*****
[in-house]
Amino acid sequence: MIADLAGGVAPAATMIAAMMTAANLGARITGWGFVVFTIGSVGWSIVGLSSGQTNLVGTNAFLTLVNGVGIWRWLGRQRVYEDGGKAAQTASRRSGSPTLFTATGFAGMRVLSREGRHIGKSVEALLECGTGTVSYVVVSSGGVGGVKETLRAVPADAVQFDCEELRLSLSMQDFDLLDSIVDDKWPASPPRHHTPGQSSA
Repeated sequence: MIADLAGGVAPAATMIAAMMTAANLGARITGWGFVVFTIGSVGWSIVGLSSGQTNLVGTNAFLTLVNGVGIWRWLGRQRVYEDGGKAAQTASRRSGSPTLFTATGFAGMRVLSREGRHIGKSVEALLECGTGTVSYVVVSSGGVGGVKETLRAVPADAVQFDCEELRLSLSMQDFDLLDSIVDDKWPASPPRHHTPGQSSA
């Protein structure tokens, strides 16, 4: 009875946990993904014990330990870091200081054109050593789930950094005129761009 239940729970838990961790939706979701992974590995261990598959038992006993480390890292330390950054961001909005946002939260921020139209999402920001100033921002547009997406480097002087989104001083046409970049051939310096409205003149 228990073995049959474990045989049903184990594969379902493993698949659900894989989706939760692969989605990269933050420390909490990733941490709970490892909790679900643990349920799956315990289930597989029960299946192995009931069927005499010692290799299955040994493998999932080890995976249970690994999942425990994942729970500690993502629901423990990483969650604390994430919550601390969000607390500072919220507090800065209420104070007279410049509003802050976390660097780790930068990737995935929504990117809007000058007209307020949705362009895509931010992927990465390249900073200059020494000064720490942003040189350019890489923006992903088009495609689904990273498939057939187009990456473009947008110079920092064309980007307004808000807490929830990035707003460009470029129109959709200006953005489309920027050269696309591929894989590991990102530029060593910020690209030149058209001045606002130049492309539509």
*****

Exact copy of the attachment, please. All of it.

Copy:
[in-house]
Amino acid sequence: MIADLAGGVAPAATMIAAMMTAANLGARITGWGFVVFTIGSVGWSIVGLSSGQTNLVGTNAFLTLVNGVGIWRWLGRQRVYEDGGKAAQTASRRSGSPTLFTATGFAGMRVLSREGRHIGKSVEALLECGTGTVSYVVVSSGGVGGVKETLRAVPADAVQFDCEELRLSLSMQDFDLLDSIVDDKWPASPPRHHTPGQSSA
Repeated sequence: MIADLAGGVAPAATMIAAMMTAANLGARITGWGFVVFTIGSVGWSIVGLSSGQTNLVGTNAFLTLVNGVGIWRWLGRQRVYEDGGKAAQTASRRSGSPTLFTATGFAGMRVLSREGRHIGKSVEALLECGTGTVSYVVVSSGGVGGVKETLRAVPADAVQFDCEELRLSLSMQDFDLLDSIVDDKWPASPPRHHTPGQSSA
């Protein structure tokens, strides 16, 4: 009875946990993904014990330990870091200081054109050593789930950094005129761009 239940729970838990961790939706979701992974590995261990598959038992006993480390890292330390950054961001909005946002939260921020139209999402920001100033921002547009997406480097002087989104001083046409970049051939310096409205003149 228990073995049959474990045989049903184990594969379902493993698949659900894989989706939760692969989605990269933050420390909490990733941490709970490892909790679900643990349920799956315990289930597989029960299946192995009931069927005499010692290799299955040994493998999932080890995976249970690994999942425990994942729970500690993502629901423990990483969650604390994430919550601390969000607390500072919220507090800065209420104070007279410049509003802050976390660097780790930068990737995935929504990117809007000058007209307020949705362009895509931010992927990465390249900073200059020494000064720490942003040189350019890489923006992903088009495609689904990273498939057939187009990456473009947008110079920092064309980007307004808000807490929830990035707003460009470029129109959709200006953005489309920027050269696309591929894989590991990102530029060593910020690209030149058209001045606002130049492309539509």